January 3, 2011 — Emergency patients presenting with acute abdominal pain feel more confident about medical diagnoses when a doctor has ordered a computed tomography (CT) scan, and nearly three-quarters of patients underestimate the radiation risk posed by this test. The results of a study assessing patient perceptions of radiation exposure and risk were reported online in Annals of Emergency Medicine.
In the article, “Patient Perceptions of Computed Tomographic Imaging and Their Understanding of Radiation Risk and Exposure,” lead study author Brigitte M. Baumann, MD, MSCE, of the Department of Emergency Medicine at the University of Medicine and Dentistry of New Jersey in Camden, said, “Patients with abdominal pain are four times more confident in an exam that includes imaging than in an exam that has no testing. Most of the patients in our study had little understanding of the amount of radiation delivered by one CT scan, never mind several over the course of a lifetime. Many of the patients did not recall earlier CT scans, even though they were listed in electronic medical records.”
Researchers surveyed 1,168 patients with nontraumatic abdominal pain. Twenty percent reported confidence in a medical evaluation that included patient history and physical exam only. Ninety percent reported confidence in a medical evaluation that included patient history, physical exam, blood work and CT scan.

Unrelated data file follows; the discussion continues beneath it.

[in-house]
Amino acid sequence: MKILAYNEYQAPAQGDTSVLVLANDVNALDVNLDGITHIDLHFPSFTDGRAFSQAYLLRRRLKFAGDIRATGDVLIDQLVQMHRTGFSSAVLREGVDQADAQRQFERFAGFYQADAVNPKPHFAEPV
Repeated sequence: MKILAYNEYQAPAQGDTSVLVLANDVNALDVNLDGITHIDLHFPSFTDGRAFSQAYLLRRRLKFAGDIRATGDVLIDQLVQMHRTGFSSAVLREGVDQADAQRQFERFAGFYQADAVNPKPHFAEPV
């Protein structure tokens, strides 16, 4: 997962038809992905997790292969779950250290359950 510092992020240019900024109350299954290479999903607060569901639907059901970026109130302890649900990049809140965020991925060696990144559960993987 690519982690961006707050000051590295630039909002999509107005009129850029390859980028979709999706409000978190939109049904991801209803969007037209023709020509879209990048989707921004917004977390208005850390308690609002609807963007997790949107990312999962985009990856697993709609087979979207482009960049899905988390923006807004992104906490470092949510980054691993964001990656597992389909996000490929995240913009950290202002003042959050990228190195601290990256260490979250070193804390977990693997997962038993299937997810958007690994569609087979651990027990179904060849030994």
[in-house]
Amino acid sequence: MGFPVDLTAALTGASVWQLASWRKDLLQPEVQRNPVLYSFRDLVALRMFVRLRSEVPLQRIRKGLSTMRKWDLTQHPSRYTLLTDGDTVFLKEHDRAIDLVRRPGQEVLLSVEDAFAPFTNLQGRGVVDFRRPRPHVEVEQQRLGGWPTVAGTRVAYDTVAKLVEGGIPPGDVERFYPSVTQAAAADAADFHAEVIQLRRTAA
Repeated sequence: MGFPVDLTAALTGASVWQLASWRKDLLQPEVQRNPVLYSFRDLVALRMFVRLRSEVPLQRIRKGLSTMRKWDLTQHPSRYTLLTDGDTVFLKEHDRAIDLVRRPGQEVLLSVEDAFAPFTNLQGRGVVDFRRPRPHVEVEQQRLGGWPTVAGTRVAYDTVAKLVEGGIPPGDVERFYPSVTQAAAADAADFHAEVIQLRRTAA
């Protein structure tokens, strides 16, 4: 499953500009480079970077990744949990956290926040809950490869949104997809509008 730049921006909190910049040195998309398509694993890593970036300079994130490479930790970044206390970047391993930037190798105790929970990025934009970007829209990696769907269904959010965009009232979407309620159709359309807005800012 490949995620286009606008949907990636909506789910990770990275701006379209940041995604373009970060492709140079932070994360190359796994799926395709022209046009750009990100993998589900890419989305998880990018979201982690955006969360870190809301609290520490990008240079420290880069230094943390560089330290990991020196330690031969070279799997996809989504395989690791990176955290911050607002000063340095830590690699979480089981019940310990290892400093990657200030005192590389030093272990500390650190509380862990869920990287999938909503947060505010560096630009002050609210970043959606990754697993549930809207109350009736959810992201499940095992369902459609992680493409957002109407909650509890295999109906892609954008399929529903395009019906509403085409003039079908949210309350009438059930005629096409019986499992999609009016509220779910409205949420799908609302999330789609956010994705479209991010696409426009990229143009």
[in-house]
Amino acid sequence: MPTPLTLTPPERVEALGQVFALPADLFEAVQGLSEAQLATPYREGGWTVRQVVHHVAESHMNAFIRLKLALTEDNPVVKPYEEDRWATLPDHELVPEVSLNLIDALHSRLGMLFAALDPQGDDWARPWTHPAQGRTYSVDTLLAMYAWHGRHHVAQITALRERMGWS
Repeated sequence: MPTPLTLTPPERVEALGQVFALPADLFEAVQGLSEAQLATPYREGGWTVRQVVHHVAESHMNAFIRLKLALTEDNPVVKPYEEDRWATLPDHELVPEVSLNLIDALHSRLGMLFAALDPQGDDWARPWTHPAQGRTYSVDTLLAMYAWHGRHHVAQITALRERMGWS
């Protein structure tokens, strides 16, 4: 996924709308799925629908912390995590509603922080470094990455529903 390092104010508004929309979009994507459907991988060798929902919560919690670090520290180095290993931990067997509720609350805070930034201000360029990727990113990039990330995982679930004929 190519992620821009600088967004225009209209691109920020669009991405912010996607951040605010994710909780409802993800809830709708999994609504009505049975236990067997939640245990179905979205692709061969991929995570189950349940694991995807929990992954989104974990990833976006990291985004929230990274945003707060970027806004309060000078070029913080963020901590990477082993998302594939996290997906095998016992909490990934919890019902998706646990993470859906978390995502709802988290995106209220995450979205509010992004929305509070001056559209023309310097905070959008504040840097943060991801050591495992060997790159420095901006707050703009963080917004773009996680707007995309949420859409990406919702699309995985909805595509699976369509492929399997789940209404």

“Physicians use abdomen-pelvis CT scans because they have been demonstrated to increase certainty of diagnosis, decrease the need for emergency surgery and avert up to a quarter of hospital admissions,” said Dr. Baumann. “At the same time, there is growing concern about the long-term consequences of CT scans, particularly in patients who receive many of these scans over the course of their lifetime.”
Seventy-five percent of patients underestimated the amount of radiation delivered by a CT scan, and only 3 percent understood that CT scans increased a person’s lifetime risk of cancer.
“A recent FDA initiative aimed at reducing unnecessary radiation exposure from medical imaging is primarily focused on physician practices and providing patients with a record of their imaging history,” said Dr. Baumann. “This is commendable, but it does not address patient expectations. Our findings demonstrated that the current patient awareness efforts are not sufficient. As great a diagnostic tool as CT is, we need to do a better job of educating our patients about the risks associated with CT scans.”
Annals of Emergency Medicine is the peer-reviewed scientific journal for the American College of Emergency Physicians, a national medical society.
For more information: www.acep.org